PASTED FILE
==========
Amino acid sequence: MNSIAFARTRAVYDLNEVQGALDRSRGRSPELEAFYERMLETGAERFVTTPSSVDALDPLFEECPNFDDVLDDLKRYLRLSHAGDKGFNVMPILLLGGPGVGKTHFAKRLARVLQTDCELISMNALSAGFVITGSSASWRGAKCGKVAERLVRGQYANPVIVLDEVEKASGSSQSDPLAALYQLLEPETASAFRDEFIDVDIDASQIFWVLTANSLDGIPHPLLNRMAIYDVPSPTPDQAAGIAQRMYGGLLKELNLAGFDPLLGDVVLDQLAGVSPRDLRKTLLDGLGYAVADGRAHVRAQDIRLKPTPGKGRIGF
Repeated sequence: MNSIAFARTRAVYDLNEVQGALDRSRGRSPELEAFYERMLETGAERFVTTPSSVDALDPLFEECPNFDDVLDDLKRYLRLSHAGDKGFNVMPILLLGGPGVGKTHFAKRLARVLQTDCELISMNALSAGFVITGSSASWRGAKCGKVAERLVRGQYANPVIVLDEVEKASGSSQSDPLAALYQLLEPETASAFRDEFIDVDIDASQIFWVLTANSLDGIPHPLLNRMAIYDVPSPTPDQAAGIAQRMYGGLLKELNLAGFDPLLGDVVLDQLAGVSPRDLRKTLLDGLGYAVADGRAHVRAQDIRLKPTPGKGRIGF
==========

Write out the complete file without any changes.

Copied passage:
Amino acid sequence: MNSIAFARTRAVYDLNEVQGALDRSRGRSPELEAFYERMLETGAERFVTTPSSVDALDPLFEECPNFDDVLDDLKRYLRLSHAGDKGFNVMPILLLGGPGVGKTHFAKRLARVLQTDCELISMNALSAGFVITGSSASWRGAKCGKVAERLVRGQYANPVIVLDEVEKASGSSQSDPLAALYQLLEPETASAFRDEFIDVDIDASQIFWVLTANSLDGIPHPLLNRMAIYDVPSPTPDQAAGIAQRMYGGLLKELNLAGFDPLLGDVVLDQLAGVSPRDLRKTLLDGLGYAVADGRAHVRAQDIRLKPTPGKGRIGF
Repeated sequence: MNSIAFARTRAVYDLNEVQGALDRSRGRSPELEAFYERMLETGAERFVTTPSSVDALDPLFEECPNFDDVLDDLKRYLRLSHAGDKGFNVMPILLLGGPGVGKTHFAKRLARVLQTDCELISMNALSAGFVITGSSASWRGAKCGKVAERLVRGQYANPVIVLDEVEKASGSSQSDPLAALYQLLEPETASAFRDEFIDVDIDASQIFWVLTANSLDGIPHPLLNRMAIYDVPSPTPDQAAGIAQRMYGGLLKELNLAGFDPLLGDVVLDQLAGVSPRDLRKTLLDGLGYAVADGRAHVRAQDIRLKPTPGKGRIGF